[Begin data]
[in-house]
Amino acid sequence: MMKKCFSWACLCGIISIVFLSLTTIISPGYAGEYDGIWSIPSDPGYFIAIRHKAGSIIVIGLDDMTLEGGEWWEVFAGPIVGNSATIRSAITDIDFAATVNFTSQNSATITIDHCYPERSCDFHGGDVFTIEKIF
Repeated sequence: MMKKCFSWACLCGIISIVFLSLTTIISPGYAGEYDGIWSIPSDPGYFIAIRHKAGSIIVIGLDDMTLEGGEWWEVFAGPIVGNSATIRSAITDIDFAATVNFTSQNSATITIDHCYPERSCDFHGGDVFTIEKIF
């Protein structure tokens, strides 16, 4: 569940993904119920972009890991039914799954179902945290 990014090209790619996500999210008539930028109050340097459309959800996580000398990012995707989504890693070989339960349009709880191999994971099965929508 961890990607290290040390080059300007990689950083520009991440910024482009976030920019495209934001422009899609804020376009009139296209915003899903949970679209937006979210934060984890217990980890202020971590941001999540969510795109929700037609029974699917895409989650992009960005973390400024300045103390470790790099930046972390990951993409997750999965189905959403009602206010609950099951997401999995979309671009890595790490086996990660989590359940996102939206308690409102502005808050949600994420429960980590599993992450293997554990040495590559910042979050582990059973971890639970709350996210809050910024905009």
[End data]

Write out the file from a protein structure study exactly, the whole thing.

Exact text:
[in-house]
Amino acid sequence: MMKKCFSWACLCGIISIVFLSLTTIISPGYAGEYDGIWSIPSDPGYFIAIRHKAGSIIVIGLDDMTLEGGEWWEVFAGPIVGNSATIRSAITDIDFAATVNFTSQNSATITIDHCYPERSCDFHGGDVFTIEKIF
Repeated sequence: MMKKCFSWACLCGIISIVFLSLTTIISPGYAGEYDGIWSIPSDPGYFIAIRHKAGSIIVIGLDDMTLEGGEWWEVFAGPIVGNSATIRSAITDIDFAATVNFTSQNSATITIDHCYPERSCDFHGGDVFTIEKIF
């Protein structure tokens, strides 16, 4: 569940993904119920972009890991039914799954179902945290 990014090209790619996500999210008539930028109050340097459309959800996580000398990012995707989504890693070989339960349009709880191999994971099965929508 961890990607290290040390080059300007990689950083520009991440910024482009976030920019495209934001422009899609804020376009009139296209915003899903949970679209937006979210934060984890217990980890202020971590941001999540969510795109929700037609029974699917895409989650992009960005973390400024300045103390470790790099930046972390990951993409997750999965189905959403009602206010609950099951997401999995979309671009890595790490086996990660989590359940996102939206308690409102502005808050949600994420429960980590599993992450293997554990040495590559910042979050582990059973971890639970709350996210809050910024905009």